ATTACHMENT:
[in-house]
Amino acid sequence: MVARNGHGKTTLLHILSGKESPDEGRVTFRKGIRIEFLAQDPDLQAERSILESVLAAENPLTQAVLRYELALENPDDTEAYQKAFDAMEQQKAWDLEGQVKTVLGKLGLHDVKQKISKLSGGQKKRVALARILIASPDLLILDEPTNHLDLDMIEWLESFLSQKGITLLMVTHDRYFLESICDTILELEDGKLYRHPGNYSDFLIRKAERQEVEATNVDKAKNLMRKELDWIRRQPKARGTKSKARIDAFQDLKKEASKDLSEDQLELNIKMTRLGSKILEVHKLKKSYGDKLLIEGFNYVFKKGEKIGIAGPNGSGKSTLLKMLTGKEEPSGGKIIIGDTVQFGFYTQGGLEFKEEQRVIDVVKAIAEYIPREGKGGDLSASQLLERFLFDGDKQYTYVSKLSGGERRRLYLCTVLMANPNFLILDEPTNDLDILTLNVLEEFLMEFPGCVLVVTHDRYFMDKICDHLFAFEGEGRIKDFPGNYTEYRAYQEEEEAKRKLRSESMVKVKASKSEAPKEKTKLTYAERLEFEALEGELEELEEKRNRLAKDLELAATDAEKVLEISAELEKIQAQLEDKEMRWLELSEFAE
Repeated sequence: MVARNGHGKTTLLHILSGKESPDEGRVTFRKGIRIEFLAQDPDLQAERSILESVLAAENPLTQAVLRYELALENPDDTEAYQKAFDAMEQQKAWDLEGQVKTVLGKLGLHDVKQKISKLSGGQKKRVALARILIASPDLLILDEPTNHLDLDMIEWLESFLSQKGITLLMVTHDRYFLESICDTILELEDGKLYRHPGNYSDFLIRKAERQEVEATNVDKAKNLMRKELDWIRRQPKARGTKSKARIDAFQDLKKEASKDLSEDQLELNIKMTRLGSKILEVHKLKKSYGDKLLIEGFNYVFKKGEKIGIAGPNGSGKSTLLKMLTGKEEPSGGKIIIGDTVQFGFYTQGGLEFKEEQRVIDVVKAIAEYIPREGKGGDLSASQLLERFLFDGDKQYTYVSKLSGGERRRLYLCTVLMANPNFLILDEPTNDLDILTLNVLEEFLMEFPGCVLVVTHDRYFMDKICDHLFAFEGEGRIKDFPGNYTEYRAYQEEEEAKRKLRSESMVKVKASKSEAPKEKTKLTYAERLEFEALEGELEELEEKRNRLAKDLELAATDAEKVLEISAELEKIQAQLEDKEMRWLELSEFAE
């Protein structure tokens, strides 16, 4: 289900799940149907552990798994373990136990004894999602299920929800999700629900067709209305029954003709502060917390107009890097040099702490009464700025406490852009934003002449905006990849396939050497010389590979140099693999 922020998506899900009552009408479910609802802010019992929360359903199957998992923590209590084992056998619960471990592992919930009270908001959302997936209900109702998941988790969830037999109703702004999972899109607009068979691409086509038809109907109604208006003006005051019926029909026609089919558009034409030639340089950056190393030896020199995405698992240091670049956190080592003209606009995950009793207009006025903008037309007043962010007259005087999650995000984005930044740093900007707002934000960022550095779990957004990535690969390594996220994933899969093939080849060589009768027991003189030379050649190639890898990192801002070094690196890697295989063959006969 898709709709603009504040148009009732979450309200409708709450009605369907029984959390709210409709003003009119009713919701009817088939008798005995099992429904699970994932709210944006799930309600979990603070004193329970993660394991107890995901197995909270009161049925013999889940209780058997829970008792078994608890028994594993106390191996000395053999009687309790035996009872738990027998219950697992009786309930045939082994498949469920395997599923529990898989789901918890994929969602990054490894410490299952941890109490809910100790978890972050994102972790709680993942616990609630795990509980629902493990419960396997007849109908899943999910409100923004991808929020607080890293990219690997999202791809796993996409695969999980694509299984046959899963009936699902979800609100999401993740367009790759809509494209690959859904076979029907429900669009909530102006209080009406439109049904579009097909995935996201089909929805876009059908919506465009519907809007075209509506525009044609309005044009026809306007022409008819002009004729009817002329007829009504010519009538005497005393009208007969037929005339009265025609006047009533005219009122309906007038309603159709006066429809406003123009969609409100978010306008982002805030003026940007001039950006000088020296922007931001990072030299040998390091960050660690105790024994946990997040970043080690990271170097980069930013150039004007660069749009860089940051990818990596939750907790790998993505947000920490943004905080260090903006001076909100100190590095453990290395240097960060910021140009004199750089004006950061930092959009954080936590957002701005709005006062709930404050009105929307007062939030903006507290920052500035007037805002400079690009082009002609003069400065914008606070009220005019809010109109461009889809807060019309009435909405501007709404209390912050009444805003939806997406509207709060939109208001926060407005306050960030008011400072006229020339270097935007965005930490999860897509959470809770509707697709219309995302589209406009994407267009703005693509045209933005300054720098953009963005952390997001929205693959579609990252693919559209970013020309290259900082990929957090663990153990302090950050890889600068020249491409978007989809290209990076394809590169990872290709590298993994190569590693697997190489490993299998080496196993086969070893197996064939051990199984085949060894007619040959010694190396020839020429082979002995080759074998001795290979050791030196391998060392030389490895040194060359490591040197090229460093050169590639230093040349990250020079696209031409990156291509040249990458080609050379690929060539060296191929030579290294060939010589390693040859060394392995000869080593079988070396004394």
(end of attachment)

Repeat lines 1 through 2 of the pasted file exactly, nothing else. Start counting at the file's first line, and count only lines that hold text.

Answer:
[in-house]
Amino acid sequence: MVARNGHGKTTLLHILSGKESPDEGRVTFRKGIRIEFLAQDPDLQAERSILESVLAAENPLTQAVLRYELALENPDDTEAYQKAFDAMEQQKAWDLEGQVKTVLGKLGLHDVKQKISKLSGGQKKRVALARILIASPDLLILDEPTNHLDLDMIEWLESFLSQKGITLLMVTHDRYFLESICDTILELEDGKLYRHPGNYSDFLIRKAERQEVEATNVDKAKNLMRKELDWIRRQPKARGTKSKARIDAFQDLKKEASKDLSEDQLELNIKMTRLGSKILEVHKLKKSYGDKLLIEGFNYVFKKGEKIGIAGPNGSGKSTLLKMLTGKEEPSGGKIIIGDTVQFGFYTQGGLEFKEEQRVIDVVKAIAEYIPREGKGGDLSASQLLERFLFDGDKQYTYVSKLSGGERRRLYLCTVLMANPNFLILDEPTNDLDILTLNVLEEFLMEFPGCVLVVTHDRYFMDKICDHLFAFEGEGRIKDFPGNYTEYRAYQEEEEAKRKLRSESMVKVKASKSEAPKEKTKLTYAERLEFEALEGELEELEEKRNRLAKDLELAATDAEKVLEISAELEKIQAQLEDKEMRWLELSEFAE